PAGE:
Controlling the Subsidy bill

  • IASbaba
  • January 25, 2022
  • 0
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  • GS-3: Issues related to direct and indirect farm subsidies
  • GS-2: Government policies and interventions for development in various sectors and issues arising out of their design and implementation. 

Controlling the Subsidy bill

Context: Between 2015-16 and 2019-20, the aggregate outlay on food and fertilizer subsidy fell, both in absolute terms (from Rs 211,834 crore to Rs 189,813 crore) and as a share of the Centre’s total expenditure (from 11.8% to 7.1%).

  • A further drop, to Rs 186,879 crore and 6.1%, was projected in the Budget for 2020-21.
  • That declining trend has, however, since completely reversed. 
  • The combined food and fertiliser subsidy bill in the revised estimates for 2020-21 was a massive Rs 556,565 crore, representing 16.1% of the Centre’s entire Budget (Refer image below)

What are the reasons for the reversal in 2020-21?

First reason is government coming clean in food & fertilizer subsidy bill

  • The first has to do with the Centre, until 2021, not providing fully for the subsidy, arising from FCI’s subsidies and fertiliser firms selling nutrients at below cost to farmers.
  •  In the case of food, the Centre wasn’t wholly funding the difference between the FCI’s economic cost and its average issue price, multiplied by the quantities sold. 
    • FCI’s economic cost includes costs of procuring, handling, transporting, distributing and storing grain.
  • To bridge the gap, FCI had to borrow heavily, especially from the National Small Savings Fund (NSSF), with interest rates ranging from 7.4% to 8.8% per annum.
  • FCI’s borrowings from NSSF in 2019-20, at Rs 110,000 crore, exceeded the food subsidy of Rs 108,688 crore provided through the Budget.
  • Similarly in fertilizer sector, the industry was owed Rs 48,000 crore of subsidy dues at the start of 2020-21. 

  • But in the revised estimates for 2021-22, Finance Minister allocated an additional Rs 3,69,687 crore towards food and fertiliser subsidy. As a result, all outstanding NSSF loans to FCI got repaid and the fertiliser subsidy dues cleared at one go.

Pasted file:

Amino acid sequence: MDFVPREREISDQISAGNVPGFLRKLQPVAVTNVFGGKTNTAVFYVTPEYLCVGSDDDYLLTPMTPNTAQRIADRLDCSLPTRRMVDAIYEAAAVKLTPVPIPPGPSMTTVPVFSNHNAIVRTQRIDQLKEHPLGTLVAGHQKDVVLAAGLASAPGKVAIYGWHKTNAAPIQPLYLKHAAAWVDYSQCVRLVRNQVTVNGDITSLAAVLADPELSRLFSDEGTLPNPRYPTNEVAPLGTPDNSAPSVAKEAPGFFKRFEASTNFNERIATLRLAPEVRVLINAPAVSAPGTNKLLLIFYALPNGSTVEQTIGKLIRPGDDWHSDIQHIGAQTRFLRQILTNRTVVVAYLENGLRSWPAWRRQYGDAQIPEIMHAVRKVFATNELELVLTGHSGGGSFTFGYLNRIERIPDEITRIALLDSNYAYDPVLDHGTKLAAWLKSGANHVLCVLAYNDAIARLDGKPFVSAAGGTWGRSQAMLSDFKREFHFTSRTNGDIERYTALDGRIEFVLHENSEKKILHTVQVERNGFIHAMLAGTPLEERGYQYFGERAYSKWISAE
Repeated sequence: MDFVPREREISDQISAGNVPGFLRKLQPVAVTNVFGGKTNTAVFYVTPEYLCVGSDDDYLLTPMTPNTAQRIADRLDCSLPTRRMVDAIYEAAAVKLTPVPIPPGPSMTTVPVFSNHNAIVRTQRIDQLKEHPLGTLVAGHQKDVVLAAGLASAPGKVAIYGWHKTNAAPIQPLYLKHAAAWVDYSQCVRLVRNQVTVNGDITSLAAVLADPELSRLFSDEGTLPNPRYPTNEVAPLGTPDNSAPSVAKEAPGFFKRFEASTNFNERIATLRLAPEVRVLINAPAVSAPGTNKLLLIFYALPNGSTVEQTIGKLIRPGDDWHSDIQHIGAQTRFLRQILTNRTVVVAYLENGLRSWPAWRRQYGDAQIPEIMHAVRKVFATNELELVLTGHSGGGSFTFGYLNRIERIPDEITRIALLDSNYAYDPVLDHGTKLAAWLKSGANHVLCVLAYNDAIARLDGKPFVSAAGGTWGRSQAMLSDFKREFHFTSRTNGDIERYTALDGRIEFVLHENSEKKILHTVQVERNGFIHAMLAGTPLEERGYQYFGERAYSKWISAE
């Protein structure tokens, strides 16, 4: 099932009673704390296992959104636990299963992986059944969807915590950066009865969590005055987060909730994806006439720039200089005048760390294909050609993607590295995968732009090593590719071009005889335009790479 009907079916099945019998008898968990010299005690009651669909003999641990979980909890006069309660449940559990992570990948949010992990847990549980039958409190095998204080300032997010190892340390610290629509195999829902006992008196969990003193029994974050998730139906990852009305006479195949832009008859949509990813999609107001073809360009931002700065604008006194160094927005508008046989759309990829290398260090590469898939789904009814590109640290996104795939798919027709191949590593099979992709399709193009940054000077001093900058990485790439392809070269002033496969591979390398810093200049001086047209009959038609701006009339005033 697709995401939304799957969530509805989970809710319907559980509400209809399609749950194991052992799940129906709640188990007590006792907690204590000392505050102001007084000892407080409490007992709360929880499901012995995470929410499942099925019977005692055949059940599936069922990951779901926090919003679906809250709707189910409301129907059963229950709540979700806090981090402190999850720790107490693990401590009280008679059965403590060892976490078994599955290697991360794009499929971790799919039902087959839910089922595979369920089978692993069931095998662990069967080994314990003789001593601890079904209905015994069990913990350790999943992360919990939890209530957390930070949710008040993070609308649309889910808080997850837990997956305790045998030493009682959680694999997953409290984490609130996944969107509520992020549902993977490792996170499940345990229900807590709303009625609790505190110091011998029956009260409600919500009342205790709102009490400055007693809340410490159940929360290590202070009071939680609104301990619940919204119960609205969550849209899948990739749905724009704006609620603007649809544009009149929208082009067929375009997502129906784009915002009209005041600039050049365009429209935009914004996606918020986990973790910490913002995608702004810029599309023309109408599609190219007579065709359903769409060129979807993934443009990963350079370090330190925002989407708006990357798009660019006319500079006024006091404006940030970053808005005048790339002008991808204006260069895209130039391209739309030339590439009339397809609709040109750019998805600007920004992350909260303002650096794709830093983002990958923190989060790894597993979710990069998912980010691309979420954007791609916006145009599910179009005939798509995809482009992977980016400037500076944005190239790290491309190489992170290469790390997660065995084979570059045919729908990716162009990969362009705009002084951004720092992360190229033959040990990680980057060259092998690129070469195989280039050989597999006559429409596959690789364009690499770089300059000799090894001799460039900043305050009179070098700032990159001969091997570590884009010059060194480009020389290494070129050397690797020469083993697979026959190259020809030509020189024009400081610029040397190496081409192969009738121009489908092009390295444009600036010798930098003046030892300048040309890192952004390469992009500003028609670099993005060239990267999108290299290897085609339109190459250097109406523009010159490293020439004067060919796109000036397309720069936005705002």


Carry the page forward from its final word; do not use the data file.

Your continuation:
• This exercise of coming clean — the Centre owning up its expenditures, rather than transferring to the balance sheets of FCI and fertiliser companies — also meant a huge one-time spike in the subsidy bill.

Second reason is COVID

  • The second source of overshooting has been Covid (in respect of food subsidy) and soaring international prices (vis-à-vis fertilisers).
  • The post-Covid crisis led the Centre to not only distribute, but also procure, unprecedented quantities of grain. 5 kg of free grain/ person/ month was given under the Pradhan Mantri Garib Kalyan Anna Yojana (PMGKAY), apart from the regular 5 kg quota of wheat or rice at Rs 2 and Rs 3/kg, respectively.
  • In 2020-21, a record 93.11 million tonnes (mt) of rice and wheat was sold through the PDS (62.19 mt, 65.91 mt and 60.37 mt in previous three years)
  • A similar overshooting, despite no pending past dues, is expected in fertiliser subsidy. The primary reason is global prices. Urea imports into India are taking place now at $900-1,000 per tonne (nearly $300 in 2019-20) and di-ammonium phosphate at $900 (nearly $400 in 2019-20).

What is the way ahead for rationalising subsidy bill?

  • Hiking PDS issue prices
  • Capping grain procurement
  • Decontrolling urea and providing a fixed per-tonne nutrient-based subsidy similar to that for other fertilisers. 

Connecting the dots:

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